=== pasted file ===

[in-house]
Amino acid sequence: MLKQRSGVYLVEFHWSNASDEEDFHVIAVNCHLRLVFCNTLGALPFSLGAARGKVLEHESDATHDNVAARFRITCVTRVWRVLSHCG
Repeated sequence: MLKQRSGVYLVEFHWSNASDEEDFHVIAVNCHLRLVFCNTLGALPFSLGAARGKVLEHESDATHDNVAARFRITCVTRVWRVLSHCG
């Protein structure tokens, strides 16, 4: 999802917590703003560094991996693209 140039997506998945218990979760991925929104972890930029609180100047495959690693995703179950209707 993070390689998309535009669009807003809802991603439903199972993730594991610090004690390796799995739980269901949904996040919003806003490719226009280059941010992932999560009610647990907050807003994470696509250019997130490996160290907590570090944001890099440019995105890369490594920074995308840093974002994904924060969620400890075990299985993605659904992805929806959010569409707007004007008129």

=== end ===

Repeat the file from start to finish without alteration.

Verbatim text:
[in-house]
Amino acid sequence: MLKQRSGVYLVEFHWSNASDEEDFHVIAVNCHLRLVFCNTLGALPFSLGAARGKVLEHESDATHDNVAARFRITCVTRVWRVLSHCG
Repeated sequence: MLKQRSGVYLVEFHWSNASDEEDFHVIAVNCHLRLVFCNTLGALPFSLGAARGKVLEHESDATHDNVAARFRITCVTRVWRVLSHCG
């Protein structure tokens, strides 16, 4: 999802917590703003560094991996693209 140039997506998945218990979760991925929104972890930029609180100047495959690693995703179950209707 993070390689998309535009669009807003809802991603439903199972993730594991610090004690390796799995739980269901949904996040919003806003490719226009280059941010992932999560009610647990907050807003994470696509250019997130490996160290907590570090944001890099440019995105890369490594920074995308840093974002994904924060969620400890075990299985993605659904992805929806959010569409707007004007008129």